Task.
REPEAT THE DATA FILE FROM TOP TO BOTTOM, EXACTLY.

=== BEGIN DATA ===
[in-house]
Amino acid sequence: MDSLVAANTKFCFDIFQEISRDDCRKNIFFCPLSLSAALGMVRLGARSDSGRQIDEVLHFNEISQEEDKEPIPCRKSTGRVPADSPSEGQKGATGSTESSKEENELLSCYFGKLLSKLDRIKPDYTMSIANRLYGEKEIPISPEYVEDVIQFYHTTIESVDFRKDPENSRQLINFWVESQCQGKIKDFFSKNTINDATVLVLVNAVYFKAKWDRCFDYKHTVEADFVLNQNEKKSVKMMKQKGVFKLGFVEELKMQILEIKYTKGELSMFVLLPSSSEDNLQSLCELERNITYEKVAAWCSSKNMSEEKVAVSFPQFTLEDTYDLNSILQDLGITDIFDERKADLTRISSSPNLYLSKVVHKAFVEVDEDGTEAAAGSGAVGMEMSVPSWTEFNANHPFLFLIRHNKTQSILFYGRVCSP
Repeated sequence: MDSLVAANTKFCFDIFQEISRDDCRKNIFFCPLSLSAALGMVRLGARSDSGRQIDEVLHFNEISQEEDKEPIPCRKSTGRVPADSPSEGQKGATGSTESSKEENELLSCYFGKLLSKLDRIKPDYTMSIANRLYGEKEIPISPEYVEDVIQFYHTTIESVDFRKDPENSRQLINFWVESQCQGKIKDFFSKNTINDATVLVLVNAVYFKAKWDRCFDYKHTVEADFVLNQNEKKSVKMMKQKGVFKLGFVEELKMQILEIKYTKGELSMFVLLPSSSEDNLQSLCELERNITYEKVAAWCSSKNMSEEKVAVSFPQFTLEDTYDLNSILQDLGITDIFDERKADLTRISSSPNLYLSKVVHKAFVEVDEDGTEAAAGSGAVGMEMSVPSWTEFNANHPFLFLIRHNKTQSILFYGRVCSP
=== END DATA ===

[in-house]
Amino acid sequence: MDSLVAANTKFCFDIFQEISRDDCRKNIFFCPLSLSAALGMVRLGARSDSGRQIDEVLHFNEISQEEDKEPIPCRKSTGRVPADSPSEGQKGATGSTESSKEENELLSCYFGKLLSKLDRIKPDYTMSIANRLYGEKEIPISPEYVEDVIQFYHTTIESVDFRKDPENSRQLINFWVESQCQGKIKDFFSKNTINDATVLVLVNAVYFKAKWDRCFDYKHTVEADFVLNQNEKKSVKMMKQKGVFKLGFVEELKMQILEIKYTKGELSMFVLLPSSSEDNLQSLCELERNITYEKVAAWCSSKNMSEEKVAVSFPQFTLEDTYDLNSILQDLGITDIFDERKADLTRISSSPNLYLSKVVHKAFVEVDEDGTEAAAGSGAVGMEMSVPSWTEFNANHPFLFLIRHNKTQSILFYGRVCSP
Repeated sequence: MDSLVAANTKFCFDIFQEISRDDCRKNIFFCPLSLSAALGMVRLGARSDSGRQIDEVLHFNEISQEEDKEPIPCRKSTGRVPADSPSEGQKGATGSTESSKEENELLSCYFGKLLSKLDRIKPDYTMSIANRLYGEKEIPISPEYVEDVIQFYHTTIESVDFRKDPENSRQLINFWVESQCQGKIKDFFSKNTINDATVLVLVNAVYFKAKWDRCFDYKHTVEADFVLNQNEKKSVKMMKQKGVFKLGFVEELKMQILEIKYTKGELSMFVLLPSSSEDNLQSLCELERNITYEKVAAWCSSKNMSEEKVAVSFPQFTLEDTYDLNSILQDLGITDIFDERKADLTRISSSPNLYLSKVVHKAFVEVDEDGTEAAAGSGAVGMEMSVPSWTEFNANHPFLFLIRHNKTQSILFYGRVCSP